Simon Martin

UR Feeling

10 April - 21 June 2015

British artist Simon Martin (b.1965) presents UR Feeling – a new film and a poster. In his previous work, Martin has focused on isolated objects such as the Louis Ghost Chair designed by Philippe Starck, a Donald Judd sculpture and a room divider by post-modern design group Memphis, to examine how we look at things and their representations. In this film, he collaborates with performers for the first time, to consider how people feel in response to the inherent architectural codes of the built environment and how the social history of a place can produce particular affects.

Moving away from an explanatory or analytical mode of address, this film is wordless and does not set out to convey meaning through representation, but to illuminate experience through the senses. Placing emphasis on mood and embodiment, an immersive soundscape includes field recordings from the Wapping Old Stair on the River Thames and samples of a reconstructed Lyre – thought to be the oldest stringed instrument, excavated from the ancient site of the Mesopotamian city Ur.

The performers respond to a number of scenarios which were proposed as image-based exercises, visual ‘clues’, forming the basis of a choreography. These images are derived from ideas about the body in relationship to situation, apprehension of context, buildings or objects. They are named: Site 01, Site 02, River, Portrait, and Corner. Working with artist and Butoh-trained dancer Nissa Nishikawa and Martin Tomlinson, these commands are actualised in improvisatory performances in which their bodies are moved by images in the mind’s eye, taking their cue from imagined environments and the reciprocal landscapes of affects and sensations they evoke.

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In 2012 Simon Martin had a solo show at Camden Arts Centre that was also called UR Feeling. In it he brought together objects and images by artists and designers including Ettore Sottsass, Richard Artschwager and Stephen Shore. That exhibition might be seen as a ‘preview’ or speculative exploration of ideas from which this new film has emerged.

UR Feeling takes its direction from a quote by architect Peter Eisenman in conversation with Charles Jencks. In it he outlines a situation in which a human subject might feel something unfamiliar or uncanny. A site such as Paternoster Square (the area surrounding St. Paul’s Cathedral), has been continuously occupied for centuries yet in spite of perpetual cycles of demolition and redevelopment it still retains the narrow passageways of a medieval city plan and somehow evokes the feeling of a medieval situation in the present day. UR Feeling emerges from this ambiguous state between knowing and sensing, drawing attention from the mind to the body as it experiences the persuasions of its situation.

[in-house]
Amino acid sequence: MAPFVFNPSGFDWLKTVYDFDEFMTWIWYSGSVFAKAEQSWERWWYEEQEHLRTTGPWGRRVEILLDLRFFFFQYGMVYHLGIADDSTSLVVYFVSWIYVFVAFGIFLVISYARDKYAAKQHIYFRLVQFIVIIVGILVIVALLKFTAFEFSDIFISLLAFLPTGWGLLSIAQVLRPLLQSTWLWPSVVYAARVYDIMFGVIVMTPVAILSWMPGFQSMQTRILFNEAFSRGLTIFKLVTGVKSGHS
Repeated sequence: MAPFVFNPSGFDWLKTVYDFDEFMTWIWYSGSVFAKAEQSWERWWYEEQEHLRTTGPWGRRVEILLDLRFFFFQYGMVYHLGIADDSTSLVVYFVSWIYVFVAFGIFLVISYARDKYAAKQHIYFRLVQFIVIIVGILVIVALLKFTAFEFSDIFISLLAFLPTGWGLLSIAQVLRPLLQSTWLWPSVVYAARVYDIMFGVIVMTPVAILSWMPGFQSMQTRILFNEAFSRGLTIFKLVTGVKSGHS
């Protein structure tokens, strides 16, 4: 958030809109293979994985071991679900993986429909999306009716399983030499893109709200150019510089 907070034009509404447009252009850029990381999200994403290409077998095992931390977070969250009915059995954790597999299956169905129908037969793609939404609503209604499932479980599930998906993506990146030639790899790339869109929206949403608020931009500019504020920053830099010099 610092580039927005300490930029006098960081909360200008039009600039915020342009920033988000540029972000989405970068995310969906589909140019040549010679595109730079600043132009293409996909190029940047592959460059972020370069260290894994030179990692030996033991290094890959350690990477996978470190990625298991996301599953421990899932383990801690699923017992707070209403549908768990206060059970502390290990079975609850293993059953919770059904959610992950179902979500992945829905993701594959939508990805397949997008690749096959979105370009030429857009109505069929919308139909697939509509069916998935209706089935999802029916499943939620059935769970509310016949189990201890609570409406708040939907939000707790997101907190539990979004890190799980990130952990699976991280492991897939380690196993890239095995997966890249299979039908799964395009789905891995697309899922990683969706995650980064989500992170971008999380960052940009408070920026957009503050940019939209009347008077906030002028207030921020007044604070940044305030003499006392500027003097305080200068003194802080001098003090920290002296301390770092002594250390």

'They will feel in the alleyways something, but it’s not quite medieval and it’s not quite modern. It’s something else. In other words, my whole idea of affect is that you experience something, you feel something, you see something, but you can’t quite explain it. It has an Ur-dimension to it… something between understanding and not, let’s say.’  Peter Eisenman

Producer: Tracy Bass
Cinematographer: Martin Testar
Editor: Daniel Goddard

Simon Martin (b.1965) lives and works in London. His solo exhibitions include Northern Gallery for Contemporary Art, Sunderland (2013); Camden Arts Centre, London (2012); Bass Museum of Art, Miami; Chisenhale Gallery, London; and Lightbox, Tate Britain, London (all 2008). Recent group exhibitions include The Parliament of Things, First Site, Colchester (2015); The Event Sculpture, Henry Moore Institute, Leeds (2014-15); Glasgow International, Kelvingrove Art Gallery and Museum, Glasgow (2014); The Imaginary Museum, (with Ed Atkins), Kunstverein Munich; and How to Look at Everything, The Common Guild, Glasgow (both 2012); British Art Show 7: In the Days of the Comet, Hayward Gallery and CCA Glasgow / Tramway; and This is Sculpture, Tate Liverpool (both 2011). He was the recipient of a Paul Hamlyn Award (2008) and shortlisted for the Jarman Award (2009).

This exhibition coincides with a new monograph which spans the trilogy of film works that began with Carlton, includes Louis Ghost Chair, and concludes with this new film UR Feeling.

Commissioned by FLAMIN Productions through Film London Artists' Moving Image Network with funding from Arts Council England

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